Need trailer traction on snow and ice... chain them up.
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Old 12-23-2014, 03:00 PM   #53
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I'm petrified

Go see the snow.

Just wait for the road crews to work their magic.

Snow and ice is not usually allowed to accumulate for long in areas where snow and ice is common.

Unless you get yourself caught in a blizzard, or you are very impatient after a snow or ice event chances are the roads will be clear.


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Old 12-23-2014, 03:26 PM   #54
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J. Morgan, I suspect the road-clearing conditions vary substantially, depending upon where you are. Oftentimes in snow country, the local highway department gurus assume that folks in the area know how to drive in the stuff. Our house is on a school bus route, so our road is regularly plowed and sanded-- unless it's a weekend or holiday. We live just east of a major mountain pass, however, and it is often snow-packed at the summit, including during late-spring snowstorms. In the West, any place with snow fences is an indication of frequent blowing and drifting snow. Often times in the mountains, the plows don't operate at night, so early morning, even in sunshine, may not be the best time to drive.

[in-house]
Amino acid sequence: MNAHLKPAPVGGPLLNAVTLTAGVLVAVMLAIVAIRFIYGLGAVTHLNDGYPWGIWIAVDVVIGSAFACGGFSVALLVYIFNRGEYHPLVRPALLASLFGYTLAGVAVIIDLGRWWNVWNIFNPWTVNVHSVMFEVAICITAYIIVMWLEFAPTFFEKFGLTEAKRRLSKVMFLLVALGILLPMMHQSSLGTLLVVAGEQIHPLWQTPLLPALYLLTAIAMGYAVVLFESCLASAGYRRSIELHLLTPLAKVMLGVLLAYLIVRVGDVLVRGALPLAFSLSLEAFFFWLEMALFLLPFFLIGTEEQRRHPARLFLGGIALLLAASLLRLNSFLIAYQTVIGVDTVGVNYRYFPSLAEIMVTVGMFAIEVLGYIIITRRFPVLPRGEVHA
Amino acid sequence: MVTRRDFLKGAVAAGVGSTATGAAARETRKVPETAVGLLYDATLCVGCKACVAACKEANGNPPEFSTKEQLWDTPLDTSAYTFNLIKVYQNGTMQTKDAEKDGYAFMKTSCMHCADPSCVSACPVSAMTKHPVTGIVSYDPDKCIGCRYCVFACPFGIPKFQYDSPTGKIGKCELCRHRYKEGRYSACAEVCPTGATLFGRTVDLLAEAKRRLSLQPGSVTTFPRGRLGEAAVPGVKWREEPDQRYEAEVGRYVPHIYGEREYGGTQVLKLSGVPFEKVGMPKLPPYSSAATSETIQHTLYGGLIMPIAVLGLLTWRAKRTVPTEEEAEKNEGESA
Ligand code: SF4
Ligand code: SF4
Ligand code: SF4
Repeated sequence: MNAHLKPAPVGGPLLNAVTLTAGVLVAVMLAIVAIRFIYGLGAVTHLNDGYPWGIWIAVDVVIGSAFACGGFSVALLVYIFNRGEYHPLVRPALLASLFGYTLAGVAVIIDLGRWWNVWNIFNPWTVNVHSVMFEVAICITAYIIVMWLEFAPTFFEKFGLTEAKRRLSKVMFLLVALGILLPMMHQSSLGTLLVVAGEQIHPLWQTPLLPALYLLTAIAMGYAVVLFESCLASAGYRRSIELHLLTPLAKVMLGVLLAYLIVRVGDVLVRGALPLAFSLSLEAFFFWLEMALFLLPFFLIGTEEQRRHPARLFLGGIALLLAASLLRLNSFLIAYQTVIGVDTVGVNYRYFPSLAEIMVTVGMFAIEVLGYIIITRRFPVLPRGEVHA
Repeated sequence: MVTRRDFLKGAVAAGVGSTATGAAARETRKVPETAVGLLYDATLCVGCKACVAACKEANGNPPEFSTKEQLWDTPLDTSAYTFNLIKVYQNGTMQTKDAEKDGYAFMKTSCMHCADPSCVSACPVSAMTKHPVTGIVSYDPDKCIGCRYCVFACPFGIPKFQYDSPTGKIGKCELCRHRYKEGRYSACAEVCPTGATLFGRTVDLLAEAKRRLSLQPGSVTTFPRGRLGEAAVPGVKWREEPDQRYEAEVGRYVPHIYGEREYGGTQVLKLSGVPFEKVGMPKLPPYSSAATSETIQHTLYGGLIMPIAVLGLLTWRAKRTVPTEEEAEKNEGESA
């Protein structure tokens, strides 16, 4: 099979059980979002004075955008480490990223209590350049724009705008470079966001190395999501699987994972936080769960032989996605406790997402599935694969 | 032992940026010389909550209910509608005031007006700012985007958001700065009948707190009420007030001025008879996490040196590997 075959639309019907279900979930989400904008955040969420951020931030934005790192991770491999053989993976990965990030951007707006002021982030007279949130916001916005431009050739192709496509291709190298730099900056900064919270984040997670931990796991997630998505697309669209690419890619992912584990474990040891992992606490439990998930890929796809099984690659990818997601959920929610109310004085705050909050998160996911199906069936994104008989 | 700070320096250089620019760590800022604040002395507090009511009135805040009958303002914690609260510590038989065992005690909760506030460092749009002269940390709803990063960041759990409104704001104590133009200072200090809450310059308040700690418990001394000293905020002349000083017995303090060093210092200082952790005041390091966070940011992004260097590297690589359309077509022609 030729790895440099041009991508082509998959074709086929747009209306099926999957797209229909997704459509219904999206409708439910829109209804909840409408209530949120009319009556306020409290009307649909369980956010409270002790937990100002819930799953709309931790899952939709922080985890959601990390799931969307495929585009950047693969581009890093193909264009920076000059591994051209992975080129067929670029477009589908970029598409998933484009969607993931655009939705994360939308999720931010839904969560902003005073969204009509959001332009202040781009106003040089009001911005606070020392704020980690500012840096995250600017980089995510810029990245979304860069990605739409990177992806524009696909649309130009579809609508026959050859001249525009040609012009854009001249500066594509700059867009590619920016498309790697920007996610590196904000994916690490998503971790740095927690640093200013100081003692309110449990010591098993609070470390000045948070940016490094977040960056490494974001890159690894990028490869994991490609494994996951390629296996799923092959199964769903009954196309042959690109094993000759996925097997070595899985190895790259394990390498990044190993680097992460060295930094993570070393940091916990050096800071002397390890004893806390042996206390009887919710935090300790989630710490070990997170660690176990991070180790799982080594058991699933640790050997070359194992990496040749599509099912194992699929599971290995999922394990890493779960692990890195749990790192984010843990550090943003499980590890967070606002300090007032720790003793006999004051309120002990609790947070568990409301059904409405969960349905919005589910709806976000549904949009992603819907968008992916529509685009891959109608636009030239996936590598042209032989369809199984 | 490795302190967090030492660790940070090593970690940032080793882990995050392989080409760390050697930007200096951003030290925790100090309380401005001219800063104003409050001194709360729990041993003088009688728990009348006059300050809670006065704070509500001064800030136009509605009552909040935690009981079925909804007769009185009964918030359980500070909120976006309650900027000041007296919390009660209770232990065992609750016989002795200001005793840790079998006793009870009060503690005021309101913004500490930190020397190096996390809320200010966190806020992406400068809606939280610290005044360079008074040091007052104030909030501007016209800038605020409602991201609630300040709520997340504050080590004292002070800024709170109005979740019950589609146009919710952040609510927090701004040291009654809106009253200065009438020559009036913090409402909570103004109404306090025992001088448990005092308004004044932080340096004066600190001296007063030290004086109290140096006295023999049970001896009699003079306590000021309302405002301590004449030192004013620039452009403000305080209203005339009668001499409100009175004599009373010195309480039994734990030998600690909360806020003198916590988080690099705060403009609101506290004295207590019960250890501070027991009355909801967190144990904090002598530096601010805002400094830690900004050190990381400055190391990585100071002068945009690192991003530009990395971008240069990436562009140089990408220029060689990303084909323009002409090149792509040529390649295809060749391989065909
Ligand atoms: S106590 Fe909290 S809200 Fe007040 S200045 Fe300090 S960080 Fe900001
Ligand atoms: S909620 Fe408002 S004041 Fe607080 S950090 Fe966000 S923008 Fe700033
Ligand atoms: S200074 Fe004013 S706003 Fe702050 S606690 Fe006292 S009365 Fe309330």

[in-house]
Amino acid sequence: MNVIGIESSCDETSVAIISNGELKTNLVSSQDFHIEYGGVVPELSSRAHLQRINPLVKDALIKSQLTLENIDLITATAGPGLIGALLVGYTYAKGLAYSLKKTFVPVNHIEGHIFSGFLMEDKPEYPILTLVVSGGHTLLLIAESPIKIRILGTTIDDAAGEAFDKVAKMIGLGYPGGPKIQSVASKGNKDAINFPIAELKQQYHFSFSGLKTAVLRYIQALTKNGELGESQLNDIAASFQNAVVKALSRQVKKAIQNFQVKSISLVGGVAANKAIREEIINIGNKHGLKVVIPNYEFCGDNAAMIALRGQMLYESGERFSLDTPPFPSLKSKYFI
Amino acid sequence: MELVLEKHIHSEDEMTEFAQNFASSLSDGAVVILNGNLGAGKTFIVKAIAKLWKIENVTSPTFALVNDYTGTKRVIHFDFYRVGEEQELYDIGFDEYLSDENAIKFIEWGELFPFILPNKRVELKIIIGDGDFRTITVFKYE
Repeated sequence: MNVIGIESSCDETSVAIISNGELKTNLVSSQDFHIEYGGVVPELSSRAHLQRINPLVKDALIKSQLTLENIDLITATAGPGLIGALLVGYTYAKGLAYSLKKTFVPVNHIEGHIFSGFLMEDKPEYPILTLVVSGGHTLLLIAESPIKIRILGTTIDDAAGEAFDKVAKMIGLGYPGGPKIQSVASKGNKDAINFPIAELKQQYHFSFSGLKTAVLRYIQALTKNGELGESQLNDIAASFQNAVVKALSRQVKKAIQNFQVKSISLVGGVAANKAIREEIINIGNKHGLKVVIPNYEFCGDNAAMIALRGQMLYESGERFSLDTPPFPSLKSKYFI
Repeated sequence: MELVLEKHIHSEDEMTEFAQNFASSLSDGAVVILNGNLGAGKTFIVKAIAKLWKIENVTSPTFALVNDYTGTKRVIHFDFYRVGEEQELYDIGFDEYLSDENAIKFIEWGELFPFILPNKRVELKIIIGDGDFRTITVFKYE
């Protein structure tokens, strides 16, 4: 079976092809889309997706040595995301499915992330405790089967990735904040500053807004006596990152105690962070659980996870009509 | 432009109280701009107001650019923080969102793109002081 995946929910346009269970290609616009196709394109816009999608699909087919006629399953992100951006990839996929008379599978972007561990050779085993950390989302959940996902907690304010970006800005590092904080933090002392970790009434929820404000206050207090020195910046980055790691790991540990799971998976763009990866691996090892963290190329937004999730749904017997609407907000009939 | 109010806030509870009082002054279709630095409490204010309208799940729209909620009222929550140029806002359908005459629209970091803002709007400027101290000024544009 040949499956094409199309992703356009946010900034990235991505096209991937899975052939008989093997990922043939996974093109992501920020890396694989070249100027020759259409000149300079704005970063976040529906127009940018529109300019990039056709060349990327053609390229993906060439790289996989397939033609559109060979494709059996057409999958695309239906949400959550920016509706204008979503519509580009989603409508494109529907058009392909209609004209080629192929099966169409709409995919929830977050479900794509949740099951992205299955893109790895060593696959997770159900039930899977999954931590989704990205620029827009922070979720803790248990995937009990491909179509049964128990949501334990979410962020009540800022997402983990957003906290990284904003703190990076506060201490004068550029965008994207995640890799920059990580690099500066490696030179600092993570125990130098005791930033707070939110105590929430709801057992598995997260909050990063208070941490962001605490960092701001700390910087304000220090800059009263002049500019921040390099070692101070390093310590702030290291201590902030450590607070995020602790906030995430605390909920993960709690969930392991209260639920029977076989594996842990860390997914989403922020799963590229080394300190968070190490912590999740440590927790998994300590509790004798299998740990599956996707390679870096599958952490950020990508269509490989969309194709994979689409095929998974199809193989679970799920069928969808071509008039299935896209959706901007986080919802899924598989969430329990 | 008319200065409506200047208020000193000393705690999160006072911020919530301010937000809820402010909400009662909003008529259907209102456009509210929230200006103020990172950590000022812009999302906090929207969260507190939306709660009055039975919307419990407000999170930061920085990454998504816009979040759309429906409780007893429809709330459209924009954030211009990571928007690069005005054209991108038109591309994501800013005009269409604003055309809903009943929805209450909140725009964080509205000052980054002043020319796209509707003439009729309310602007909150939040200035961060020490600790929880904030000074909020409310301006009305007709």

Also, some areas are big on road salt-- good for the traction, but not so great for aluminum trailers.